• S. Sanchez at 8:32 am
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      Hang in there Mr. Young. Do what I do, carry your DD214 with you and have your VA ID with you. If they want to challenge and don't believe afterwords that is their problem. I personally thank you for your service, brother.
      Army, 86-90

    • No Way at 3:58 am
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      I had some “Young Bloods” question me about my combat patch and my response to them was if they had “earned” the same patch. I told them “I had earned” my combat patch in Nam, so, I asked them again if they had “really earned” the patch; they were so embarrassed because they hadn’t seen combat to earn the patch.

  2. Michael T. Rizor at 2:34 pm
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    Just shows their ignorance, Long as you know you are right screw these people USNMCB472-75

  3. Mark T. at 8:40 am
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    One would think that an E6 and E7 would know better, not make assumptions and would be more respectful.

  4. WL Willis at 9:10 am
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    Nice, I just retired Coast Guard. Do you know if the same regulations apply as the Navy?
    We always seem to be left out, one of the major reasons I don't purchase from you anymore.

  5. Norman E. Hecimovich at 7:54 pm
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    I have order medals, ribbons, miniature medal from Medals of America. Plus I have ordered and given the fellow Veterans the Address. This helps all Veterans to Wear the correct medal and in the correct position and order. Thank you for doing such an excellent service to Veterans. NEH

  6. Bob Moss at 10:59 am
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    Sounds like an isolated incident to me. Hard to believe that active duty NCO's would, without any knowledge or reason, harass a former military person. Now on the subject of wearing ribbons or other decorations on civilian clothes: It just doesn't seem to be the American way. Many of the older Europeans who served in previous conflicts do it as a long standing custom, but Americans do not. George Washington was the last American President to appear in uniform in front of his troops. It just isn't our way of doing things. I understand the VFW and American Legion members who dress in uniform for ceremonies, etc and believe it is completely justified. However, if a person earned them while in the service of our country and he or she wants to wear them, you have my support.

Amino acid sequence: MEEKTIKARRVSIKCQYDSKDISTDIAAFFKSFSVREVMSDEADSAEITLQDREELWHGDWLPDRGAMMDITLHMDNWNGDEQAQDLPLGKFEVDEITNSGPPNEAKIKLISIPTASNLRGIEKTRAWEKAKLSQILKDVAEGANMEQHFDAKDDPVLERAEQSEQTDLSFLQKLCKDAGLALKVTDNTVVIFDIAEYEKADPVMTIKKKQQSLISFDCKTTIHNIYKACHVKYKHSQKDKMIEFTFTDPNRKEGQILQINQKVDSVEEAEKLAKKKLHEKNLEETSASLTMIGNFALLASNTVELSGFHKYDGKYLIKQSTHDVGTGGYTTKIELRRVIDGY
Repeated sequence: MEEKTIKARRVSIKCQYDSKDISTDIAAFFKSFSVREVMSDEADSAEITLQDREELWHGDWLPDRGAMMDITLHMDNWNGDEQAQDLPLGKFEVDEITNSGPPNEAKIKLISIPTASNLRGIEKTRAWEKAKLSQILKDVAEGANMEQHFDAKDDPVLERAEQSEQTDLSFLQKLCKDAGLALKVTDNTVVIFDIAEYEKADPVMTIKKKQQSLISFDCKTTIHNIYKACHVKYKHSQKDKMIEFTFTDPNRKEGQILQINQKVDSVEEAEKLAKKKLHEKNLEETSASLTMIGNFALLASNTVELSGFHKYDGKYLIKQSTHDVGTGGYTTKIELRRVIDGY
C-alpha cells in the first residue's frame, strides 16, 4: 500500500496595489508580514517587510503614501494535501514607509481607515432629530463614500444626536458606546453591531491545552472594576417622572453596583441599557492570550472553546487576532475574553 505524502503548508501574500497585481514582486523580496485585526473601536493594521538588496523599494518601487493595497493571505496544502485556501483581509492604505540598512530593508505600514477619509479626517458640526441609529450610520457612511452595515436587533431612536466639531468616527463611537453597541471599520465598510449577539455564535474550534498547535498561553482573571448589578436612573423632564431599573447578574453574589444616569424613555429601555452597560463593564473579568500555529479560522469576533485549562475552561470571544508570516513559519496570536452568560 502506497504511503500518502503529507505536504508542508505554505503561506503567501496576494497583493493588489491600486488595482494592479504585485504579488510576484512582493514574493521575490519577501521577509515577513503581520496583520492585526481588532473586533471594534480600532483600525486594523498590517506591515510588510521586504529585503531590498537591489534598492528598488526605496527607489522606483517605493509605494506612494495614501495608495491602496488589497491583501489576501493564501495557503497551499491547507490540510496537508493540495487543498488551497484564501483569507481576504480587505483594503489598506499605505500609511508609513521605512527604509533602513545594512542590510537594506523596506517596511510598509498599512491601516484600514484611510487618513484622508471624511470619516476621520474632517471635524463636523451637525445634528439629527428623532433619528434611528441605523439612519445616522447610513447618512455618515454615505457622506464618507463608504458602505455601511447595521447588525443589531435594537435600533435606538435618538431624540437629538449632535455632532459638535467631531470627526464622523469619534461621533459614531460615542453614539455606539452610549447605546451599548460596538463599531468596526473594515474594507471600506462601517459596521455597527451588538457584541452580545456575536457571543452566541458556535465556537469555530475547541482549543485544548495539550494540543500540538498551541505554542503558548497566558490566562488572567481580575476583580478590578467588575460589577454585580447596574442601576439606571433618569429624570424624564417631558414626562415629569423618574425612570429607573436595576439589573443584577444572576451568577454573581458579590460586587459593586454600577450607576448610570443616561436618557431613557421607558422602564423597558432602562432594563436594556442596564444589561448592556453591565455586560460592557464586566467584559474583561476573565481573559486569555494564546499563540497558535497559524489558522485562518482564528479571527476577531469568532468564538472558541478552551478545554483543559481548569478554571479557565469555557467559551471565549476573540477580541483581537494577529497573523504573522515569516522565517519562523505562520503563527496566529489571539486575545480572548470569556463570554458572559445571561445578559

7. mrsnunetobe at 3:20 am
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    I HAVE NOT SERVICED OUR COUNTRY, my fiancé has, and so have his future groomsmen, usher and best man. (USAF) Are these gentlemen allowed to wear their ribbons/metals on regular wedding tuxedos….I hope I don't sound ignorant, but I'd like to get all the answers before approaching all the good service men in my future wedding, before requesting them to purchase anything from medalsofamerica.com (thank you for all the information) in advance. :)

  8. Mitch Stewart at 11:15 am
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    I'm a retired Master Sergeant and American Legion member. Can you wear regular ribbons instead of medals on civilian dress? such as suit jacket, or white shirt, etc. Honoray Awards i.e. Order of Military Medical Merit

  9. Ralph at 7:16 pm
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    I am a Vietnam veteran and I would like to know if I can wear my ribbons of medals I have earned on a ballcap, similar to ones that are available from Military.com and others.

  10. Thomas Eley at 8:29 pm
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    Our Anchorage Fire Department uses military ribbons [Navy/Marine Corps DSM, Navy Cross, Navy/Marine Corps Presidential Unit Citation] for Fire Department ribbons. Is this legal?

    • Mark at 12:41 am
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      My guess would be no, since they are actual federal awards and those firemen are now wearing military awards that they did not earn. Federal gov’t trumps local fire dept every time.

  11. Franklin Kester at 3:10 pm
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    I have a question. is it legal to wear mini ribbons on a button up double pocketed polo shirt. I had my service in the Marine Corps challenged about a month ago while I was waiting for my class to start at college. I really wish to display my pride as an honored former active duty marine. I ask this because I do not want to bring dishonor to our armed forces, especially the Marine Corps.

    Mini Ribbons use official ribbon, but are not used for official purposes. They are meant to be used in times just like this. Put them on your gear, polo, whatever you want that can show pride in your service.

  12. ArmySgt at 4:08 pm
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    Would it be appropriate to wear military miniature medals on a dress suit when appearing before a judge in a courtroom? Not a military court, but a civilian courtroom. Not as a juror, but as someone who is to appear before the judge either as the plaintiff, defendant or witness.

  13. Mike miller at 12:35 pm